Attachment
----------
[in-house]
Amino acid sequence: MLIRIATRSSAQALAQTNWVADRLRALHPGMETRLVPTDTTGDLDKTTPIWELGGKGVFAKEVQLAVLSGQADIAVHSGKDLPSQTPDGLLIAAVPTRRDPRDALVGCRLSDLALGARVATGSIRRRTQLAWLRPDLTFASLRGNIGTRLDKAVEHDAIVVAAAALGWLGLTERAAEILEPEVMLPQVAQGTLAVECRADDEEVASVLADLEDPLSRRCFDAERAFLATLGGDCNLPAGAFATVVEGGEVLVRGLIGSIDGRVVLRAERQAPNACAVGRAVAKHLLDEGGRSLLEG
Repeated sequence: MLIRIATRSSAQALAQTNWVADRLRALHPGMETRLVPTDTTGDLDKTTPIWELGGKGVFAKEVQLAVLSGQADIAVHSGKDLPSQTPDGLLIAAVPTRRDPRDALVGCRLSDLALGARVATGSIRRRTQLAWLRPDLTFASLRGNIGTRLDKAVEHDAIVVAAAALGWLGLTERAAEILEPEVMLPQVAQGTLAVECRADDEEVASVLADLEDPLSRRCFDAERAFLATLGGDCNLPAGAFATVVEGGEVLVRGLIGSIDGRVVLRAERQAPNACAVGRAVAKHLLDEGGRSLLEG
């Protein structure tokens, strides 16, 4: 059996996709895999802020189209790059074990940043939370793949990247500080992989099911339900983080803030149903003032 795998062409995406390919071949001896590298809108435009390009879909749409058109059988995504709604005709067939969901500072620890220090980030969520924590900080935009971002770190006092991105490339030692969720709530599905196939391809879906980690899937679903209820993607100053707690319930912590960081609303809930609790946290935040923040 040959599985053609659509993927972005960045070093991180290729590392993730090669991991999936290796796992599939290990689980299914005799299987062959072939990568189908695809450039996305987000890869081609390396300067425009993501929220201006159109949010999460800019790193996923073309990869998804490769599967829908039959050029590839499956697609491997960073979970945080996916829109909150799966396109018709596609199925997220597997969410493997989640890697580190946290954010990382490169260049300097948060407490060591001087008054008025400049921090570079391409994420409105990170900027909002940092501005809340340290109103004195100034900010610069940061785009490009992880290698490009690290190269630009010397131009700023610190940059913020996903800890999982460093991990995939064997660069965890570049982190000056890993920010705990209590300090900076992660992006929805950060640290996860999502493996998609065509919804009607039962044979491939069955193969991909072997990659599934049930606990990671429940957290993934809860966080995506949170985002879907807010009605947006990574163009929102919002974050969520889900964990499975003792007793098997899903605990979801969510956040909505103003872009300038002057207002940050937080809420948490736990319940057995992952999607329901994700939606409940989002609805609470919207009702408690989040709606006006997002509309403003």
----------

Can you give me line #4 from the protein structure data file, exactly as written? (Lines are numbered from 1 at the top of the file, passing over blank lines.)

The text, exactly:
């Protein structure tokens, strides 16, 4: 059996996709895999802020189209790059074990940043939370793949990247500080992989099911339900983080803030149903003032 795998062409995406390919071949001896590298809108435009390009879909749409058109059988995504709604005709067939969901500072620890220090980030969520924590900080935009971002770190006092991105490339030692969720709530599905196939391809879906980690899937679903209820993607100053707690319930912590960081609303809930609790946290935040923040 040959599985053609659509993927972005960045070093991180290729590392993730090669991991999936290796796992599939290990689980299914005799299987062959072939990568189908695809450039996305987000890869081609390396300067425009993501929220201006159109949010999460800019790193996923073309990869998804490769599967829908039959050029590839499956697609491997960073979970945080996916829109909150799966396109018709596609199925997220597997969410493997989640890697580190946290954010990382490169260049300097948060407490060591001087008054008025400049921090570079391409994420409105990170900027909002940092501005809340340290109103004195100034900010610069940061785009490009992880290698490009690290190269630009010397131009700023610190940059913020996903800890999982460093991990995939064997660069965890570049982190000056890993920010705990209590300090900076992660992006929805950060640290996860999502493996998609065509919804009607039962044979491939069955193969991909072997990659599934049930606990990671429940957290993934809860966080995506949170985002879907807010009605947006990574163009929102919002974050969520889900964990499975003792007793098997899903605990979801969510956040909505103003872009300038002057207002940050937080809420948490736990319940057995992952999607329901994700939606409940989002609805609470919207009702408690989040709606006006997002509309403003």